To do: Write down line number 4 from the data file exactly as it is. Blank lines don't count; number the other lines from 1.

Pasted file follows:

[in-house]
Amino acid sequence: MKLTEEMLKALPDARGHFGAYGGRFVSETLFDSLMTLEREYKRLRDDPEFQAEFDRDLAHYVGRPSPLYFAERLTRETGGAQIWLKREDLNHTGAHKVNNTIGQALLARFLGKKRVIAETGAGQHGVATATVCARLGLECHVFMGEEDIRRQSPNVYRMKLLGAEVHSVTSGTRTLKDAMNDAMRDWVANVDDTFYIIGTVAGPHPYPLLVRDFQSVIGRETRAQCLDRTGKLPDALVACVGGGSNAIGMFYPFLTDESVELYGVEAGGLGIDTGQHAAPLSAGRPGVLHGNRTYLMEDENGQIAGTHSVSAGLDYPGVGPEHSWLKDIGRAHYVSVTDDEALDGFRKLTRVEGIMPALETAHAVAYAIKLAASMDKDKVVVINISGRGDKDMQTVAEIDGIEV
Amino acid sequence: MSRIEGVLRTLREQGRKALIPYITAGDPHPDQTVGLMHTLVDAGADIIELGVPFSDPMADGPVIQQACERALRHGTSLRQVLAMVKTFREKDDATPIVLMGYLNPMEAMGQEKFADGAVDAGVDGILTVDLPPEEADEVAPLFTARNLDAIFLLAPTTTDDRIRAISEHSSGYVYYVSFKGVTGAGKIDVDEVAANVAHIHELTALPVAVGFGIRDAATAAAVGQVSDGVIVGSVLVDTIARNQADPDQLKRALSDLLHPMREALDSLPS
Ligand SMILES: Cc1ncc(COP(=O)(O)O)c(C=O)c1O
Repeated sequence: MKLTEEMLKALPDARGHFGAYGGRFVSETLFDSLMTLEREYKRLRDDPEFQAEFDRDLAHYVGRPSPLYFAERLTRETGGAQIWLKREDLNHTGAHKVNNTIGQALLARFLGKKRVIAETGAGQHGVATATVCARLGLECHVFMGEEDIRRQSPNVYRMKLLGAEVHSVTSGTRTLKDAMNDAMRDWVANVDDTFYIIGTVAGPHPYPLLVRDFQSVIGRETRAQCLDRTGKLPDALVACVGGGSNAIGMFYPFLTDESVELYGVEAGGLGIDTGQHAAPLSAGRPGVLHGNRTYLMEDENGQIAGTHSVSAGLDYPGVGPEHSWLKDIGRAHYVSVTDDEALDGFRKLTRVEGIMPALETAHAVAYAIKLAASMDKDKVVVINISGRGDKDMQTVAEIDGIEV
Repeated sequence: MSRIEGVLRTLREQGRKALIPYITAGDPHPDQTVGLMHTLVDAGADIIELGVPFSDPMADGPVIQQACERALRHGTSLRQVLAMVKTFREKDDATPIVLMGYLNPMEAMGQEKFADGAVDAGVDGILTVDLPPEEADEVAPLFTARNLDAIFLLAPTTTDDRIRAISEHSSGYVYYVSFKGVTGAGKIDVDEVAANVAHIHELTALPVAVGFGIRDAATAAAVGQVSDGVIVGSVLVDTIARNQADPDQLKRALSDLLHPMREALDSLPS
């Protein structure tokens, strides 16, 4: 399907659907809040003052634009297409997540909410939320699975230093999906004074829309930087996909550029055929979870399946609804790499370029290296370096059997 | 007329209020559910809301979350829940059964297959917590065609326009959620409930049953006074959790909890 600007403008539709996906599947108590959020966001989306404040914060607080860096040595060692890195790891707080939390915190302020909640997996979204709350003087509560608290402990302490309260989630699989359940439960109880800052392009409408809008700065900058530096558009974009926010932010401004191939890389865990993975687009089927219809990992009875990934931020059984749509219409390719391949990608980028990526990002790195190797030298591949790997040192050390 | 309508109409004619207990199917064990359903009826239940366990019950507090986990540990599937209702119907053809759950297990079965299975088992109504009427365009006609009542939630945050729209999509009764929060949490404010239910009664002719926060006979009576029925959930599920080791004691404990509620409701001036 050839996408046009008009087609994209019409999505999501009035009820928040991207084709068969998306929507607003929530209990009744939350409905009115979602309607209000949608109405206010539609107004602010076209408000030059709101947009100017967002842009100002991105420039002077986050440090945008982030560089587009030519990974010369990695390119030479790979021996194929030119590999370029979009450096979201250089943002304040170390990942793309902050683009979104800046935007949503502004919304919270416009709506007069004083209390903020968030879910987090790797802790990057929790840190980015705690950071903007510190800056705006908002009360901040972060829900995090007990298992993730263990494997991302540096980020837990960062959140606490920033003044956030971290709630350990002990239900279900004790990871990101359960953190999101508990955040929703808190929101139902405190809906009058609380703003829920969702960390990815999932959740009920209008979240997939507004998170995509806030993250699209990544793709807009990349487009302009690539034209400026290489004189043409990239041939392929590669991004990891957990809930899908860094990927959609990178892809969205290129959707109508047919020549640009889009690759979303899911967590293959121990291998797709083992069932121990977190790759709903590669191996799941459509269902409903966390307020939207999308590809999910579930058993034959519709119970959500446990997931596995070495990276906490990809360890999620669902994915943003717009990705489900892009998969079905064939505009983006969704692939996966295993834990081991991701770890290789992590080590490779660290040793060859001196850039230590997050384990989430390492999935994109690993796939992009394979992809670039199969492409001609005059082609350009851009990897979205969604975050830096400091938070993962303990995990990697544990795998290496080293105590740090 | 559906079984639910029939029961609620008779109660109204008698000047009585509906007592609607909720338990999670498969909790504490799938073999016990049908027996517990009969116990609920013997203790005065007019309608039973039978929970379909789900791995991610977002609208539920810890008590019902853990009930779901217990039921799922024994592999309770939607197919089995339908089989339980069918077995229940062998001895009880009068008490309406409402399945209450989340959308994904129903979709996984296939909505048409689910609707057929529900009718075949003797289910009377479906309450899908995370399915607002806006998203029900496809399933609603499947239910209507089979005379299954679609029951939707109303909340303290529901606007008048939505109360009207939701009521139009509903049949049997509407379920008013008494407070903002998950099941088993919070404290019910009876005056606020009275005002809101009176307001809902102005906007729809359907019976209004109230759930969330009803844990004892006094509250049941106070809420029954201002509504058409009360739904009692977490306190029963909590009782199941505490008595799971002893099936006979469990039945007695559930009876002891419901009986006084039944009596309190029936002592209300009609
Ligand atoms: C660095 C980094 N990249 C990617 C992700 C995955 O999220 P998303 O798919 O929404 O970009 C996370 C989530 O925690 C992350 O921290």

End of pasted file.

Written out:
Ligand SMILES: Cc1ncc(COP(=O)(O)O)c(C=O)c1O